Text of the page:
What’s the one summer style essential that every mother needs? A basket bag. Actually, forget summer...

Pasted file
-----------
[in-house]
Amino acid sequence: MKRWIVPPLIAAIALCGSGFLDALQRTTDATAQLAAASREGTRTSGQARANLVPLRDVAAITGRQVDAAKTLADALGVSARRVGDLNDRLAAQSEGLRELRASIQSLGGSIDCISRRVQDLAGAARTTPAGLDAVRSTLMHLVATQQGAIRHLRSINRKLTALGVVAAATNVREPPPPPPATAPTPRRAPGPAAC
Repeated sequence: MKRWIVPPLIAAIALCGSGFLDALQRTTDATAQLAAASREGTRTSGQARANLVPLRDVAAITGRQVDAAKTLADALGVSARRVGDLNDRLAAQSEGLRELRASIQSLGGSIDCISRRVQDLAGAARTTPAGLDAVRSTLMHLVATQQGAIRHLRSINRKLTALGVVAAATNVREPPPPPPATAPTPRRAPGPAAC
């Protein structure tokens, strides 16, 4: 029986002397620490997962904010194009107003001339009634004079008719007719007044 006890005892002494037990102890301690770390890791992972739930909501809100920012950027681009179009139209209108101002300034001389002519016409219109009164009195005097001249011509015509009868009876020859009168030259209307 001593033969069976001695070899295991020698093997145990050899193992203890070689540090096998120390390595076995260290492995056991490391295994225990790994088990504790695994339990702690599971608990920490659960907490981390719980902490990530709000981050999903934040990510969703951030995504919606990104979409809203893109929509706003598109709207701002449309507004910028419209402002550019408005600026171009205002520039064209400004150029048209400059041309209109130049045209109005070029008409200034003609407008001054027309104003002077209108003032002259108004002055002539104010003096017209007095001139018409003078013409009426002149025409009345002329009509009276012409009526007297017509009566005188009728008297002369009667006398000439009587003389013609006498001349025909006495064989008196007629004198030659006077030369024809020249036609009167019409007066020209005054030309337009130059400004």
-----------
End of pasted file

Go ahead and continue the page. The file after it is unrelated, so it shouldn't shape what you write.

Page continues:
This is a year round must-have. But market baskets aren’t as simple as they used to be: these days, we want them to be personal and just like our leather bags, we want to make a statement. Enter The Paradise Catcher’s new range of effortlessly chic basket bags. You can pick your motif (a colourful orange crab, a classic navy anchor or a cool evil eye) and also monogram them with your initials. Founded by ex-British VOGUE associate publisher Emily Armstrong, they come in mama and mini sizes too, so your kids won’t miss out. Armstrong works with two brothers from Bondi on the motif and initial printing. “I use a team of clever, creative brothers from Bondi with a successful business in screen-printing – usually T-shirts and surfboards – but they were up for the challenge and we went through several paint types and processes to find the combination that works, and wears well. A LOT of trial and error. Each piece is hand painted so whether you choose monogramming or motifs, (or both!) it’s a lengthy process for the boys, taking several days and a lot of drying time for each basket,” she says. There are currently four classic market baskets to choose from, all of which vary in size and style: the Marrakech, the Provence, the Capri and the mini Capri (for tiny tots). You can choose to purchase them natural or choose to monogram, or add a motif, or all of the above. “I have loved basket bags for a long time as I remember my mother using them. I properly fell in love with them on my many European holidays while based in London. A particular holiday to the Luberon region of Provence proved the practicality of the baskets as we were market hauling daily. Basket bags are practical, chic, and timeless, like a Breton top (my other obsession!). They are an enduring classic. There isn’t the ‘it’ bag pressure. They wear well and they hold a lot, and I tend to use a lot more now with three kids as there is always something to carry. They complement every look and send a vibe of endless holidays and fresh market days,” says Armstrong on her passion for basket bags. We caught up with her to talk beach style, baskets and what the year ahead holds for this glamorous mama of three. Photography: Grace Alyssa Kyo | Go to www.the-paradise-catcher.com